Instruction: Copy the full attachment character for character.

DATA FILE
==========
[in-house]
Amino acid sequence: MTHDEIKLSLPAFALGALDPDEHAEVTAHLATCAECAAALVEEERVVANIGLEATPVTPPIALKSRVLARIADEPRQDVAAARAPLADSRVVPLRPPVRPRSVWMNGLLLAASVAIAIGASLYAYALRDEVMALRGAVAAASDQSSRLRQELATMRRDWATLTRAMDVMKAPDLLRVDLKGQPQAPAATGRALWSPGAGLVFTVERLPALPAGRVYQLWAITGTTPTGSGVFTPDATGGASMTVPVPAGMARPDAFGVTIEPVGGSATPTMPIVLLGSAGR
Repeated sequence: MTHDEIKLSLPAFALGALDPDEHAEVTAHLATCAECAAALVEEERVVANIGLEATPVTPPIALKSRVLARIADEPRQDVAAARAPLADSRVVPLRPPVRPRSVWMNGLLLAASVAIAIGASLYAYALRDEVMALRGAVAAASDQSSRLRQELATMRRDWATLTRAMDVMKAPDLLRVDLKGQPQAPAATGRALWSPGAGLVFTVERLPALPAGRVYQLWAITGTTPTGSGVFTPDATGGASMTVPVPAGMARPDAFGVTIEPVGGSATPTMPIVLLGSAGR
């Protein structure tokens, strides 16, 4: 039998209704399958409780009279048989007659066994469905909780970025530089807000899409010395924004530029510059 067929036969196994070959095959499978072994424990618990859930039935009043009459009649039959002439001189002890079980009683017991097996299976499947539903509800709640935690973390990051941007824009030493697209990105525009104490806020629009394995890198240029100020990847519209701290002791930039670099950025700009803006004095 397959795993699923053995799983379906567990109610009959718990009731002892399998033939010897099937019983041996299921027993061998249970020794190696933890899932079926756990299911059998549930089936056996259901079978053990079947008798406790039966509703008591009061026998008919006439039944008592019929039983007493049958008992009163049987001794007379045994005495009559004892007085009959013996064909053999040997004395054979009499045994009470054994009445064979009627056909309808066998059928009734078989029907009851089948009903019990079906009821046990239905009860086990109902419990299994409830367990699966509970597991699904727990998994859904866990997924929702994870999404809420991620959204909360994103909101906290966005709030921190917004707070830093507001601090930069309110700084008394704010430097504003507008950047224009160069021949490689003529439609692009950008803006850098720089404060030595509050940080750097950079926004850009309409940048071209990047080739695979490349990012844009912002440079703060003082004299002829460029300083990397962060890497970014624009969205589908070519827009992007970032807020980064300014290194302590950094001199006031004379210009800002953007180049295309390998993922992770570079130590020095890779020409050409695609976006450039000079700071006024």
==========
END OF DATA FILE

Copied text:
[in-house]
Amino acid sequence: MTHDEIKLSLPAFALGALDPDEHAEVTAHLATCAECAAALVEEERVVANIGLEATPVTPPIALKSRVLARIADEPRQDVAAARAPLADSRVVPLRPPVRPRSVWMNGLLLAASVAIAIGASLYAYALRDEVMALRGAVAAASDQSSRLRQELATMRRDWATLTRAMDVMKAPDLLRVDLKGQPQAPAATGRALWSPGAGLVFTVERLPALPAGRVYQLWAITGTTPTGSGVFTPDATGGASMTVPVPAGMARPDAFGVTIEPVGGSATPTMPIVLLGSAGR
Repeated sequence: MTHDEIKLSLPAFALGALDPDEHAEVTAHLATCAECAAALVEEERVVANIGLEATPVTPPIALKSRVLARIADEPRQDVAAARAPLADSRVVPLRPPVRPRSVWMNGLLLAASVAIAIGASLYAYALRDEVMALRGAVAAASDQSSRLRQELATMRRDWATLTRAMDVMKAPDLLRVDLKGQPQAPAATGRALWSPGAGLVFTVERLPALPAGRVYQLWAITGTTPTGSGVFTPDATGGASMTVPVPAGMARPDAFGVTIEPVGGSATPTMPIVLLGSAGR
């Protein structure tokens, strides 16, 4: 039998209704399958409780009279048989007659066994469905909780970025530089807000899409010395924004530029510059 067929036969196994070959095959499978072994424990618990859930039935009043009459009649039959002439001189002890079980009683017991097996299976499947539903509800709640935690973390990051941007824009030493697209990105525009104490806020629009394995890198240029100020990847519209701290002791930039670099950025700009803006004095 397959795993699923053995799983379906567990109610009959718990009731002892399998033939010897099937019983041996299921027993061998249970020794190696933890899932079926756990299911059998549930089936056996259901079978053990079947008798406790039966509703008591009061026998008919006439039944008592019929039983007493049958008992009163049987001794007379045994005495009559004892007085009959013996064909053999040997004395054979009499045994009470054994009445064979009627056909309808066998059928009734078989029907009851089948009903019990079906009821046990239905009860086990109902419990299994409830367990699966509970597991699904727990998994859904866990997924929702994870999404809420991620959204909360994103909101906290966005709030921190917004707070830093507001601090930069309110700084008394704010430097504003507008950047224009160069021949490689003529439609692009950008803006850098720089404060030595509050940080750097950079926004850009309409940048071209990047080739695979490349990012844009912002440079703060003082004299002829460029300083990397962060890497970014624009969205589908070519827009992007970032807020980064300014290194302590950094001199006031004379210009800002953007180049295309390998993922992770570079130590020095890779020409050409695609976006450039000079700071006024």